A Statistical Framework and the Problem of Disengaged Survey Responders
Researchers in academia, government, and industry increasingly rely upon online surveys to measure public opinion and to assess the effect of interventions because of their lower cost than over the phone and in-person surveys. But with their lower cost online surveys increase the risk of bias from disengaged respondents–a bias that remains even after firms and researchers use well-developed filters to capture disengaged respondents. We introduce and apply a statistical framework to show that the standard practice of dropping respondents who fail an attention check implicitly changes the population studied—from the overall population to the population who pass the attention checks. Using our framework we introduce a set of assumptions sufficient to partially and point identify the overall population’s attitudes and treatment effects from surveys polluted by disengaged respondents. We show how our assumptions can be applied to flexibly estimate average opinion and treatment effects, extending popular causal inference tools such as Double Machine Learning. We demonstrate our framework and proposed estimators to estimate support in the population for political violence after an election and the extent of polarization in the public.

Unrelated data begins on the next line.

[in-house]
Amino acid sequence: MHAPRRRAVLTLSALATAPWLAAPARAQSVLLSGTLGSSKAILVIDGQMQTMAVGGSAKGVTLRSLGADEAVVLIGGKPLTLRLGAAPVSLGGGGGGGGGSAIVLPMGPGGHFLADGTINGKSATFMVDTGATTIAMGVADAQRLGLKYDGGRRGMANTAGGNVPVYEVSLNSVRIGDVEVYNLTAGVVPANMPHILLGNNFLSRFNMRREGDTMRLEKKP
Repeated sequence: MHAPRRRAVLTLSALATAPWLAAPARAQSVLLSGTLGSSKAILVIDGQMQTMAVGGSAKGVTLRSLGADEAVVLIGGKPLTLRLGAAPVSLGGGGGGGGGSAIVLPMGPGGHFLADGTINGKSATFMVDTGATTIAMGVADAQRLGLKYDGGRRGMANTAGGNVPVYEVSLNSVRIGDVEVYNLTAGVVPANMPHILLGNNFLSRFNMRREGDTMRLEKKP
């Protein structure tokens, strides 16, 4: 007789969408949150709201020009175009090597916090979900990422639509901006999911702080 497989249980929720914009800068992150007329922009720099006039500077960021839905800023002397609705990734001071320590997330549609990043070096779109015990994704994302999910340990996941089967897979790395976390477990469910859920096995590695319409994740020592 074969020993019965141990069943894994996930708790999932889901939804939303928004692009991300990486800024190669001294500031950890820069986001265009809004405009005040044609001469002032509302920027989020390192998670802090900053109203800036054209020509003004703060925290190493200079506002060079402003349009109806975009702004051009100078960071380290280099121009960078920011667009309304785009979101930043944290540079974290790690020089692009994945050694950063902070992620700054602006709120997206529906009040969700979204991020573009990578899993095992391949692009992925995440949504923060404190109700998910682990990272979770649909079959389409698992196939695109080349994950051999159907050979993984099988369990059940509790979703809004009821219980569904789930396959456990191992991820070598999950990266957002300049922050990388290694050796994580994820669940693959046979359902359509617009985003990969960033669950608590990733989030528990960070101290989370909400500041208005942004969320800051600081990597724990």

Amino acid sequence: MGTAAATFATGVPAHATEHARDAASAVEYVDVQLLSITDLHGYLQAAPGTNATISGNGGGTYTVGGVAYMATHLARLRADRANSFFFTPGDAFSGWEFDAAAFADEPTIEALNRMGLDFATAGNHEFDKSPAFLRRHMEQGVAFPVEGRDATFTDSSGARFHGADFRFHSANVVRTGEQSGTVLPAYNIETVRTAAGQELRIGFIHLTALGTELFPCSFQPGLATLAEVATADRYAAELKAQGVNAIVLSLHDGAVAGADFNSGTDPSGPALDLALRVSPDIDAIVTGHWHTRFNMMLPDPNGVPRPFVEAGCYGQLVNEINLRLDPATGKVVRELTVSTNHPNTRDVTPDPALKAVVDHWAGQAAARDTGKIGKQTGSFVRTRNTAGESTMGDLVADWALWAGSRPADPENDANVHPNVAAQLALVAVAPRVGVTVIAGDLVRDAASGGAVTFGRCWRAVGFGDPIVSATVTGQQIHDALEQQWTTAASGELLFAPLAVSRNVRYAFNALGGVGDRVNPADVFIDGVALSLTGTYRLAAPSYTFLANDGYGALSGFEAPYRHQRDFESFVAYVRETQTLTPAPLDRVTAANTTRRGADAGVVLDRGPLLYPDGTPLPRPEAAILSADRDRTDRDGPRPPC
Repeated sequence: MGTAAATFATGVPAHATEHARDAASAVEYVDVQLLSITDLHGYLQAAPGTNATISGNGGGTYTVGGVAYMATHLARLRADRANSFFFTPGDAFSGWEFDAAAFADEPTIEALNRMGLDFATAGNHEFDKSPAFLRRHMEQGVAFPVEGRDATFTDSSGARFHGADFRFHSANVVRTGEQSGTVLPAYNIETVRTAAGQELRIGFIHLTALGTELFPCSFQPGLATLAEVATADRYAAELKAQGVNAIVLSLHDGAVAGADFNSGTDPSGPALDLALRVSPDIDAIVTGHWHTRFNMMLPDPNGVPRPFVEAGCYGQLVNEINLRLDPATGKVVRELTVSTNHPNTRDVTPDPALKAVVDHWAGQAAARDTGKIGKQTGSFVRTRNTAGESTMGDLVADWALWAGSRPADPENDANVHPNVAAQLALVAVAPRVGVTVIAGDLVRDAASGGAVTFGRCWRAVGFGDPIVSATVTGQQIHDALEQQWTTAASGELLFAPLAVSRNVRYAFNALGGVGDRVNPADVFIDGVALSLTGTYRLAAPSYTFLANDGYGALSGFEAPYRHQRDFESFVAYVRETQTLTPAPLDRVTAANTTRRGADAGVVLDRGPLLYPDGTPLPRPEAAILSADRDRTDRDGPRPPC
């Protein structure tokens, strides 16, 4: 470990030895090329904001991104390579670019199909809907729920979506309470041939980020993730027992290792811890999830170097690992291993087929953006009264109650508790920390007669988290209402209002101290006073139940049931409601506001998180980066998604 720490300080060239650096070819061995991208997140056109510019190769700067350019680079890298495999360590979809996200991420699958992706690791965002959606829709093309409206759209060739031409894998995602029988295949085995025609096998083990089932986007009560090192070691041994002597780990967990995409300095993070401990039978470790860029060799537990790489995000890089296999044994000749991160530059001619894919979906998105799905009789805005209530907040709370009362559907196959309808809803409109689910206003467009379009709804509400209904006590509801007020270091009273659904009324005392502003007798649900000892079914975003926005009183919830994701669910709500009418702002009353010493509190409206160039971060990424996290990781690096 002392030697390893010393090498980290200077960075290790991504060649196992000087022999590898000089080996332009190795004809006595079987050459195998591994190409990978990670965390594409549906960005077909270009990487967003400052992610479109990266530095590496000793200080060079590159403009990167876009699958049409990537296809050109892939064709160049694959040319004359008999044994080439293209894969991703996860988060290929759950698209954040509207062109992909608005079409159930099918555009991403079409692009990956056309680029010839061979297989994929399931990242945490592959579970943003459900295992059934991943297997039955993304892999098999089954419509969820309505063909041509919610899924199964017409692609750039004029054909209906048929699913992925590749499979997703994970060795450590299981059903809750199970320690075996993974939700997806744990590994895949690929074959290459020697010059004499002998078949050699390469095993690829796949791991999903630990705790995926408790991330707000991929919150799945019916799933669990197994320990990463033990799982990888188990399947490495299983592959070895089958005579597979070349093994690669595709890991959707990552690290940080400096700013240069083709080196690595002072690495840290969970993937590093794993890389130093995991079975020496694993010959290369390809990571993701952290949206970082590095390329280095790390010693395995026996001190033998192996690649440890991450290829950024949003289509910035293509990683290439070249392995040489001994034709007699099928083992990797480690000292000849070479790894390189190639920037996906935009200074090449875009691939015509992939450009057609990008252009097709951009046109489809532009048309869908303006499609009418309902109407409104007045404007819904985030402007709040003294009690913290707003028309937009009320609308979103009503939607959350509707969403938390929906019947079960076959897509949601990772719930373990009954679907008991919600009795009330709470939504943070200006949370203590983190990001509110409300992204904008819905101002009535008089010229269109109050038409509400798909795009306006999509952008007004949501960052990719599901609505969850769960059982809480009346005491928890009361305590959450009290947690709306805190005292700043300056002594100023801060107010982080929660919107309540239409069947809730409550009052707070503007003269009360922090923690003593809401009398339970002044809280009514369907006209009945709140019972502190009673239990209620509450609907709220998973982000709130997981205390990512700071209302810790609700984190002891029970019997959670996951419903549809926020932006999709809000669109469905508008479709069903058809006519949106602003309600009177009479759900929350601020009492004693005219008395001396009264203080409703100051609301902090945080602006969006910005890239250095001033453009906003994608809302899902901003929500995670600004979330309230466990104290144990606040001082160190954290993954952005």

Lunch will be provided. Please RSVP at: https://bit.ly/GrimmerLecture
Justin Grimmer is a Professor of Political Science and a Senior Fellow at the Hoover Institution at Stanford University. He co-directs with the Democracy and Polarization Lab. His work examines how representation occurs in American democracy and methods to improve its practice, while also developing and using new statistical and machine learning tools. Along with Molly Roberts and Brandon Stewart he is the author of the recently released book “Text as Data: A New Framework for Machine Learning and the Social Sciences”.
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